"We've moved the ball 80 percent of the way there. [But] this is still a process of transition — it's going to take years to fully work out all of these things to the point where everyone is willing to move over to all the web APIs."

Mozilla has been pushing the capabilities of the web since the release of Firefox 1.0 in 2004 shook up the desktop web browser market, at that point stagnating under Internet Explorer's stewardship.

Part of Surman's confidence that web technologies will evolve to meet the needs of mobile stems from improvements to web standards over the past 10 years, whether that is technologies such as AJAX making websites and apps feel far more responsive or HTML5 adding support for video playback without web plug-ins, such as Adobe Flash.

"Go back to the late 1990s or even the early 2000s, you couldn't put a video inside of a web page or do a lot of interactive animation. Pre-AJAX you couldn't even most of what Gmail can do today.

"Back then the capabilities didn't exist on the web to do what Flash did. Now Adobe has recognised that HTML5 has pretty much won the web and can do all it needs to do. We're along the same sort of trajectory with mobile."

Ultimately, Surman believes that it is the openness of the web — the ability for almost anyone to set up a web site or app and for others to access it — that will win out over the walled gardens of Android's and iOS app stores.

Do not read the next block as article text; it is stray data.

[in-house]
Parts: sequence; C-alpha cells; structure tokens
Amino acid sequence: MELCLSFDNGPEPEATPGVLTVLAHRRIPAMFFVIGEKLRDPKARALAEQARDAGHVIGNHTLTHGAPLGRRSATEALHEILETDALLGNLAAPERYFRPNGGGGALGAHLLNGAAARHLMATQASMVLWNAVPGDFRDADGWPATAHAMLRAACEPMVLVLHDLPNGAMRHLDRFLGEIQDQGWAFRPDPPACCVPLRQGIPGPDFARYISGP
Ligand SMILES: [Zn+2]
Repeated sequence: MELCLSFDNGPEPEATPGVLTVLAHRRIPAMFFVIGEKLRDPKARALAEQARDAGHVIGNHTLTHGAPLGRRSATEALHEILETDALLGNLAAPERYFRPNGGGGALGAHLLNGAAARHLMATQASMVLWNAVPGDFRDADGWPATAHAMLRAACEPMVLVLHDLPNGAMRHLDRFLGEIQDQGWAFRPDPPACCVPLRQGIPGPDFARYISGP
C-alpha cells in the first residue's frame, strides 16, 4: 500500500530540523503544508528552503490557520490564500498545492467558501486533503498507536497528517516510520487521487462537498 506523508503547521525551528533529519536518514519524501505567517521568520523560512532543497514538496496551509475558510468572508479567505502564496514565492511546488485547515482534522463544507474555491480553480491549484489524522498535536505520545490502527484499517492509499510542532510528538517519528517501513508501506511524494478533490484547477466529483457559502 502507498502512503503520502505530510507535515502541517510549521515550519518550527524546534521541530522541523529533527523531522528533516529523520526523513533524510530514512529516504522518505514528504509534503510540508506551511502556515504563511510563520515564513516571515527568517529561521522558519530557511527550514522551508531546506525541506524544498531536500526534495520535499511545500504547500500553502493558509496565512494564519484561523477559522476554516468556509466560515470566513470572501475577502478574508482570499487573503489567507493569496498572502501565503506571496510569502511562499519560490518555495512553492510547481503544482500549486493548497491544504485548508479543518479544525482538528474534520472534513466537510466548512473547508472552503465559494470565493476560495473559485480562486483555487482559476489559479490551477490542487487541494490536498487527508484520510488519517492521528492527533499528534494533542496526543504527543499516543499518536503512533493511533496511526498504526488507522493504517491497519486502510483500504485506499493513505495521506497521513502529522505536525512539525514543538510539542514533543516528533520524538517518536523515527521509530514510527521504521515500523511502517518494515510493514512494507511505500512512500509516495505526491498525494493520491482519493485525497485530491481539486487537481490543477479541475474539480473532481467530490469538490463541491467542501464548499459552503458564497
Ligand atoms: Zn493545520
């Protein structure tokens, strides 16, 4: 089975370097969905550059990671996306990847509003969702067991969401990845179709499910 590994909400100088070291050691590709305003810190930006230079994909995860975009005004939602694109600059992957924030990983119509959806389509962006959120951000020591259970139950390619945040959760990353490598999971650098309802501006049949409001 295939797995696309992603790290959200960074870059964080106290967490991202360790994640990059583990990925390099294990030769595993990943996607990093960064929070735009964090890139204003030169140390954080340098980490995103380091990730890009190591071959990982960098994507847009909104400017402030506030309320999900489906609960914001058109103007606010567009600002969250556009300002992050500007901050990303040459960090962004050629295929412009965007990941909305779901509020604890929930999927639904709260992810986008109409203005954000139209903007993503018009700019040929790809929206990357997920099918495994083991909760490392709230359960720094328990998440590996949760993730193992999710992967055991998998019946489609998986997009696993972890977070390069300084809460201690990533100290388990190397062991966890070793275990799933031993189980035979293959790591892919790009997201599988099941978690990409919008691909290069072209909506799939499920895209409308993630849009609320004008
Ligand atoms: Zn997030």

"The web has been successful because it's open, because it's a shared resource, anybody can throw up a URL and if they've got an idea for a business or a piece of art, they can reach the whole world," he said.

"Mobile doesn't work like that. In mobile if I want to get an app out there I go through the Play or the Apple Store, and there's a gatekeeper. There's a single point of approval.

"We've gone from what is effectively the most open and democratic distribution system in the history of humanity, the URL, to a place where there are two stores.

"That's a pretty big change. If you look at the core open distribution system of the web it's been great for the economy and created billions or trillions of dollars of new wealth.

"We think that that open shared resource that is the web is what people will want in mobile eventually, but also what is needed for mobile to continue to generate the wealth and innovation we've seen in the web for its first 20 years."